The Huge And Venomous Biting Centipede Species That You Do Not Want To Find Within Your Home

Just about everyone has had the displeasure of encountering a common house centipede indoors, as these arthropods are a common sight within households located in every US state, including Alaska. These centipedes are spotted far more often indoors than they are outdoors, and they seem to gravitate to the moistest areas of a home, particularly bathtubs and sinks. In fact, these super fast and exceptionally creepy-crawlies have even been found emerging from indoor drains. There likely exists a sizable amount of people in the US who consider the common house centipede to be the most disturbing creature that they have ever found indoors, but as it happens, another centipede species is sometimes found inside and around homes in the eastern US. This centipede species, S. sexpinosus, is larger and far more venomous than the common house centipede, and their appearance is undoubtedly far more startling than their house-dwelling relatives. Although S. sexpinosus centipedes are not found indoors as often as house centipedes, their seemingly thick, yet flat bodies make it easy for these arthropods to enter homes through tiny cracks in structural foundations. In just the past month and a half, these centipedes have been spotted by citizen scientists four times within the state of Massachusetts alone.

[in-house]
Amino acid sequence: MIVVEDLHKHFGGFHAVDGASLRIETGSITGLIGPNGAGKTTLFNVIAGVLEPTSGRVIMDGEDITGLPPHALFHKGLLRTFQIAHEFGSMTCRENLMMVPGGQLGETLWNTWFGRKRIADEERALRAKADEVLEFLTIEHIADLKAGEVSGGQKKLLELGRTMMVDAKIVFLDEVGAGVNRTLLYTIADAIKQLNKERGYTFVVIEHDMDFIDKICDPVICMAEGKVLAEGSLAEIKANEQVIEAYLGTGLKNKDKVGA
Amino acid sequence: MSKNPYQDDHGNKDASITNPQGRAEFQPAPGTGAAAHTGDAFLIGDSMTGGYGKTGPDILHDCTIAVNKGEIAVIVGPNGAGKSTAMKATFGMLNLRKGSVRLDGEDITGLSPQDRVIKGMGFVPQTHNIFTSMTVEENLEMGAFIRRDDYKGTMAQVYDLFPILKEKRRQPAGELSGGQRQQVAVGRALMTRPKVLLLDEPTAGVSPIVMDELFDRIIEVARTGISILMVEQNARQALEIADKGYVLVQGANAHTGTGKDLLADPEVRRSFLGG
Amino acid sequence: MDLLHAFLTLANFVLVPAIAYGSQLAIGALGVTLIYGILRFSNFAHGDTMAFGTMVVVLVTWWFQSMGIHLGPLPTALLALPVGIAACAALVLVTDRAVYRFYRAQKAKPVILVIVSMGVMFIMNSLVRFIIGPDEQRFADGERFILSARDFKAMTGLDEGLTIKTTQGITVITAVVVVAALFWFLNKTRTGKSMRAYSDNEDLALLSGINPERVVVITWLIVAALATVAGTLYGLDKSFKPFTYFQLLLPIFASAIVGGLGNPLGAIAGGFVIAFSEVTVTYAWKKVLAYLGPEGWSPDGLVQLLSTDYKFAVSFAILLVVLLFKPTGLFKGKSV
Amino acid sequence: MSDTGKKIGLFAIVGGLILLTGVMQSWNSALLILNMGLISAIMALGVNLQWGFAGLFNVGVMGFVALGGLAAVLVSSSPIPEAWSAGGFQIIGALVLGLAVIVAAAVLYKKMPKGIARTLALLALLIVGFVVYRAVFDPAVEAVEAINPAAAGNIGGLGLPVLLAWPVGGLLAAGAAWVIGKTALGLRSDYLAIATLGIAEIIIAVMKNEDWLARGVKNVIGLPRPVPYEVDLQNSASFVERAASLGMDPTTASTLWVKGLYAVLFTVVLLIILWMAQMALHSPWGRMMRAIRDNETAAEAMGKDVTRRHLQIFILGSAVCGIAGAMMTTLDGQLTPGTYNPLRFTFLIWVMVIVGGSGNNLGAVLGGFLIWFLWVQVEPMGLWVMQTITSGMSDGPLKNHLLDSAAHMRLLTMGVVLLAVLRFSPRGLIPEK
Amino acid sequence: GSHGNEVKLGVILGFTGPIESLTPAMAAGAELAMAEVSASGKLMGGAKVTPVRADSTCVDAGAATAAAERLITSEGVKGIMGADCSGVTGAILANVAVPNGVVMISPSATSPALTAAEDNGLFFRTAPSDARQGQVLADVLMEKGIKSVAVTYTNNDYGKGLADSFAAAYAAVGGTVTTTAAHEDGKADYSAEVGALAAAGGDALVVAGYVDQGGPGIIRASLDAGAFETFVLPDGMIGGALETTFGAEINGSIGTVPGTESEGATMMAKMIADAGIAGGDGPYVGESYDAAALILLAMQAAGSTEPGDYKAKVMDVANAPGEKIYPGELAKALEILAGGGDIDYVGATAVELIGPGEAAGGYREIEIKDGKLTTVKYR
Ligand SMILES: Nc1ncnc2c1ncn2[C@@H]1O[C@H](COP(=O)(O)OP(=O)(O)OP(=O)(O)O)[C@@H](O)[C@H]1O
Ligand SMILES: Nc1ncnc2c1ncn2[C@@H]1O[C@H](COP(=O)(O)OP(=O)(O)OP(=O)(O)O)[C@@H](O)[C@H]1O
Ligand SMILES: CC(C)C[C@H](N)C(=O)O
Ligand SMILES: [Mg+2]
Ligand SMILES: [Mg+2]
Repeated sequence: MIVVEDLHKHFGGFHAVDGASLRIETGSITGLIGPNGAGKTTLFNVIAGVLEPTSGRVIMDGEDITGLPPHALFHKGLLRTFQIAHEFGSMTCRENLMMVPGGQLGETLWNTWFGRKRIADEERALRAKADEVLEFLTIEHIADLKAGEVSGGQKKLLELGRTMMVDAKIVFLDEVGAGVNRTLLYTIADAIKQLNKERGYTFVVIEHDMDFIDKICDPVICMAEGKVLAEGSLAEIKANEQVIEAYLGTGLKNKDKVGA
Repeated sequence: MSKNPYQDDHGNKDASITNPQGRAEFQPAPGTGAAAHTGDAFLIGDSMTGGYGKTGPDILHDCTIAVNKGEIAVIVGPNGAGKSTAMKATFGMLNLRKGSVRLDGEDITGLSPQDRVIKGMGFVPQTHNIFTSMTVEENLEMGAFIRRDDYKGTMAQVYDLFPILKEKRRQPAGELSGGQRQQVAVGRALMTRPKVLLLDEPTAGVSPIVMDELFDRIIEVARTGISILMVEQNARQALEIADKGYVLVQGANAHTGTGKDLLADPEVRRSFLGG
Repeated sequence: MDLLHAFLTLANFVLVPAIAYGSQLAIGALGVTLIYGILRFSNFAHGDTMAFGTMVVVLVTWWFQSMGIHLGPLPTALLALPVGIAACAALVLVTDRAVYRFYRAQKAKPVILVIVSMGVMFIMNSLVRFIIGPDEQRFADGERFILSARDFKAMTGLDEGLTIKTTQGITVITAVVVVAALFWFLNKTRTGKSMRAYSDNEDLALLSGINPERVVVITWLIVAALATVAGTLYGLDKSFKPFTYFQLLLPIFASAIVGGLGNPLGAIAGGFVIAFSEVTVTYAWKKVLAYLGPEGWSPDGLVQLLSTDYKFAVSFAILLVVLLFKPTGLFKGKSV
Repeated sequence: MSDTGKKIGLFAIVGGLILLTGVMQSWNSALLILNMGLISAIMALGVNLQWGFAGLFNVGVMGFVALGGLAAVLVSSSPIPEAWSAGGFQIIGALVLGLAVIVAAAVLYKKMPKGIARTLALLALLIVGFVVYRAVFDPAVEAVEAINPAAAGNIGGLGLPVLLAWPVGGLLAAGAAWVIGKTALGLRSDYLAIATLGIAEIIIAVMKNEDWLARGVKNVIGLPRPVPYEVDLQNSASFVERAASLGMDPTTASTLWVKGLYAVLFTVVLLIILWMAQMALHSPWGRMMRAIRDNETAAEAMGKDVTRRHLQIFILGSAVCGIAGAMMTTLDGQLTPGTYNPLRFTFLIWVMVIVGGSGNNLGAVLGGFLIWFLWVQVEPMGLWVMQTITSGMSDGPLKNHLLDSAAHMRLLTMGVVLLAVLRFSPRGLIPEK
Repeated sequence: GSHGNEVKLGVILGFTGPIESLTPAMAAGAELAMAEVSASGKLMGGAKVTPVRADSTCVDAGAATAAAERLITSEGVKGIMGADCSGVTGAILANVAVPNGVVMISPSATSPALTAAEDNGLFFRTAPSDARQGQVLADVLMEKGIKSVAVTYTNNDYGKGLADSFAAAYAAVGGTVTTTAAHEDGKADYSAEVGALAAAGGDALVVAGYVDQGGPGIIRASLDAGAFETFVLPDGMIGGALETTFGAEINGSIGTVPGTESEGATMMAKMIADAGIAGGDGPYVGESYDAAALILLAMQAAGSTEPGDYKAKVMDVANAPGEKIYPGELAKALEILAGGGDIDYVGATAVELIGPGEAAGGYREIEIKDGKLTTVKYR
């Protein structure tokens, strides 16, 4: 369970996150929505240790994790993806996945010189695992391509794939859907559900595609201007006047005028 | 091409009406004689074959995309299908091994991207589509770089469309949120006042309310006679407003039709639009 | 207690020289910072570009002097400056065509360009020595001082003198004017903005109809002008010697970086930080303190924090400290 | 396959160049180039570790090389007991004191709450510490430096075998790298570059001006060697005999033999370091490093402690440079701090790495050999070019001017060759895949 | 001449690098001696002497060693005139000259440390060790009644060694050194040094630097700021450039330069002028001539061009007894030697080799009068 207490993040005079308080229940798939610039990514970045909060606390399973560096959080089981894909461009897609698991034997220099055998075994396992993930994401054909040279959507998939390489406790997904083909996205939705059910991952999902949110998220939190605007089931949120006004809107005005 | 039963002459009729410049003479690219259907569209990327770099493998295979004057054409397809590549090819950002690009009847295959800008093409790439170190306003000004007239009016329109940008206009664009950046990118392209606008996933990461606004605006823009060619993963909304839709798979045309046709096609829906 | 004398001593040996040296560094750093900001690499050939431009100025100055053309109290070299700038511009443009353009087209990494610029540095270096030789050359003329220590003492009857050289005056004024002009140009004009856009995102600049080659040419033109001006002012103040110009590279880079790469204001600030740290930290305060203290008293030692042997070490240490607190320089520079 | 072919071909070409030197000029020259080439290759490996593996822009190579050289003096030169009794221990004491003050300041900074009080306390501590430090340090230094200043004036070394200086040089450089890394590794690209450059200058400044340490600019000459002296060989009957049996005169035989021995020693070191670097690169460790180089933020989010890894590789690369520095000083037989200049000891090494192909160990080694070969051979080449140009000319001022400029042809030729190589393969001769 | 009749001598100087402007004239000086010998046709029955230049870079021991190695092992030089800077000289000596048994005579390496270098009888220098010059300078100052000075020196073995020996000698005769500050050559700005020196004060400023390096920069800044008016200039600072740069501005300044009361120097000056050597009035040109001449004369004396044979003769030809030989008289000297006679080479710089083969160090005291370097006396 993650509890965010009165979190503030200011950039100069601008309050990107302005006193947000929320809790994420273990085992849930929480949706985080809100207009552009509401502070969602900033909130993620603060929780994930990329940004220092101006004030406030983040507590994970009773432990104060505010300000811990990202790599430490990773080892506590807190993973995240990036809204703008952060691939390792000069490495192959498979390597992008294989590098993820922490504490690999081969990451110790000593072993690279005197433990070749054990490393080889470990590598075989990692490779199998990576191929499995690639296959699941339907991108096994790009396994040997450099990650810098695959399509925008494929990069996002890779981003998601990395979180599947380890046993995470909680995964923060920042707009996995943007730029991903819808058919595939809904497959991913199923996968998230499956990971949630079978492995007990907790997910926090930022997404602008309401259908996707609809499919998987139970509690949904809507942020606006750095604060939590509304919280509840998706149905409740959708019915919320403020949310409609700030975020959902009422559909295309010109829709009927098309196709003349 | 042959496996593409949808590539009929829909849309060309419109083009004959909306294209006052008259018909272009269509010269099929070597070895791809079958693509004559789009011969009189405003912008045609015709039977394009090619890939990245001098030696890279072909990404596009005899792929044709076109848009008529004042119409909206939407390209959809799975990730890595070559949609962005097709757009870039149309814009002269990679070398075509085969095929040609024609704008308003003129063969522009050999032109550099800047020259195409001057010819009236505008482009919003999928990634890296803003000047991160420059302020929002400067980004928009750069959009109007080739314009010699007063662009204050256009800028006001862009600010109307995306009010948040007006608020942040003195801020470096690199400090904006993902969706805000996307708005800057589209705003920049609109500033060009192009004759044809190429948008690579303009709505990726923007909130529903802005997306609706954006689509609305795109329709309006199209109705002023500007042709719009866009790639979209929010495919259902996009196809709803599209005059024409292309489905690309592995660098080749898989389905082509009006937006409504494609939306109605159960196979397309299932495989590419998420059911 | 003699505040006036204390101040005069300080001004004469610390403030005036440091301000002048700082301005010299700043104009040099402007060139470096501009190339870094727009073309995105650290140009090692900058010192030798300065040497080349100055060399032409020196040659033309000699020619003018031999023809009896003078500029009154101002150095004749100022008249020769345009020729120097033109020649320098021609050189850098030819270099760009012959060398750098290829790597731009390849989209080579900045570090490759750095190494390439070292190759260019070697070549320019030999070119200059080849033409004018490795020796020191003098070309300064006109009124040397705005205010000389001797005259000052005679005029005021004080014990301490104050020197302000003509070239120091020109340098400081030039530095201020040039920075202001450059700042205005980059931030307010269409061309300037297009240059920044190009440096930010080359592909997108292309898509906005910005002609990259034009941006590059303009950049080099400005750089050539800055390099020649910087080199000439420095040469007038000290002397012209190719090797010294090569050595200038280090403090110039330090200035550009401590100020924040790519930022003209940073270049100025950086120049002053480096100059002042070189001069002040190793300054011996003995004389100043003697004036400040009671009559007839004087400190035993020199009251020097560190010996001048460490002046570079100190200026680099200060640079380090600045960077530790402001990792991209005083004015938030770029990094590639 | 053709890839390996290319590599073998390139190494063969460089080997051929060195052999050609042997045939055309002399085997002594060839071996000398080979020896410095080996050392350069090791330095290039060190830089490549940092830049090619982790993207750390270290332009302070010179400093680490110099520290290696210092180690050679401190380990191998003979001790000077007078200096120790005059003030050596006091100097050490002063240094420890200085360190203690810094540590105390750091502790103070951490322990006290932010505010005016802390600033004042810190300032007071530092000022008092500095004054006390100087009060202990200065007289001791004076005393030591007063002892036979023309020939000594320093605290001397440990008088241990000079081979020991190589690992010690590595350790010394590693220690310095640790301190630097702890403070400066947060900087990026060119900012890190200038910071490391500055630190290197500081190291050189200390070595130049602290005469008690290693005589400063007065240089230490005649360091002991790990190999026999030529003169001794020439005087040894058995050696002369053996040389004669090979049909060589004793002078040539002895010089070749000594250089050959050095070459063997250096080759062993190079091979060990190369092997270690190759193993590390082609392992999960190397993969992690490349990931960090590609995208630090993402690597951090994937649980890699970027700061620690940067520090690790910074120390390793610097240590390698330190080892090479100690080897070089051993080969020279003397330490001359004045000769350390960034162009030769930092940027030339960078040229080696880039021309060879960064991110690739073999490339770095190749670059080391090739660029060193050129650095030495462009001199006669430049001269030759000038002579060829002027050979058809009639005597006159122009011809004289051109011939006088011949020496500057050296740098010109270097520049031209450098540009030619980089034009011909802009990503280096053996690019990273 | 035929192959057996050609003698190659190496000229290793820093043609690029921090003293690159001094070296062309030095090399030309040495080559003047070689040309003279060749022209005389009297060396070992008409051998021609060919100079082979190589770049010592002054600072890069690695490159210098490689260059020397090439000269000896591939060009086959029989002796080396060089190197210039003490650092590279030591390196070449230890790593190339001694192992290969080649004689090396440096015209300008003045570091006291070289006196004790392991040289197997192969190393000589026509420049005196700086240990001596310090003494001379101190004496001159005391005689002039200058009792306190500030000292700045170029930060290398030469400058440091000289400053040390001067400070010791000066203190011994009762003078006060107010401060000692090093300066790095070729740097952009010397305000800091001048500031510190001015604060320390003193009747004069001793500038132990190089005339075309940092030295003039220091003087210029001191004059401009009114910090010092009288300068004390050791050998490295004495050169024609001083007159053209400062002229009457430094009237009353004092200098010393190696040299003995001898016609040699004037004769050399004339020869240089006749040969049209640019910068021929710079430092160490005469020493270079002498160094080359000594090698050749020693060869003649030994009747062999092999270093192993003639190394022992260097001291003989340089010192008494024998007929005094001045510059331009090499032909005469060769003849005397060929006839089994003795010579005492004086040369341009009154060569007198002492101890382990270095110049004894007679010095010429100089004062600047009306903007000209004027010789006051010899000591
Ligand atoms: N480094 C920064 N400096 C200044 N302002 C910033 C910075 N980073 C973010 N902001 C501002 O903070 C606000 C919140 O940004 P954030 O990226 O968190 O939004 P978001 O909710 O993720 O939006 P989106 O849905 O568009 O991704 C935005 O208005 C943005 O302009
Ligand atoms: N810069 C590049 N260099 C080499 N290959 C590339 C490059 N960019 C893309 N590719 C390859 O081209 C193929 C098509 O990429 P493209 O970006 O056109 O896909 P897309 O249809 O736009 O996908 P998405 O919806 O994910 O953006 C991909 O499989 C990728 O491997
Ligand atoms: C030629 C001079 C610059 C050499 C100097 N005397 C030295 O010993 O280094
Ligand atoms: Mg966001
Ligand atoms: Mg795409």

sexpinosus centipedes are more commonly known as “bark centipedes” or “eastern fire centipedes”. The latter nickname may be due to the extremely painful bites that they have been known to inflict onto human skin. While bites will not kill a person, their venom can potentially cause serious allergic reactions in sensitive individuals. These centipedes are not shy about using their large fangs to inject venom into the human bloodstream if they should feel threatened, become injured or even if they are so much as handled by humans. The latest bark centipede sighting occurred at Brook Water School in Framingham, and not long ago another specimen was found outside of a home in Mansfield. Generally, bark centipedes are found in forested regions or beneath rocks and plant-litter around homes and buildings. When these centipedes are found indoors, they are most often inhabiting cellars, basements and crawl spaces. Bark centipede adults reach lengths of 1 to 2 inches, and their reddish-yellow exterior and prominent legs make them easily recognizable. This species’ lifespan typically lasts five years.

Have you ever found a centipede within your home that was not a common house centipede?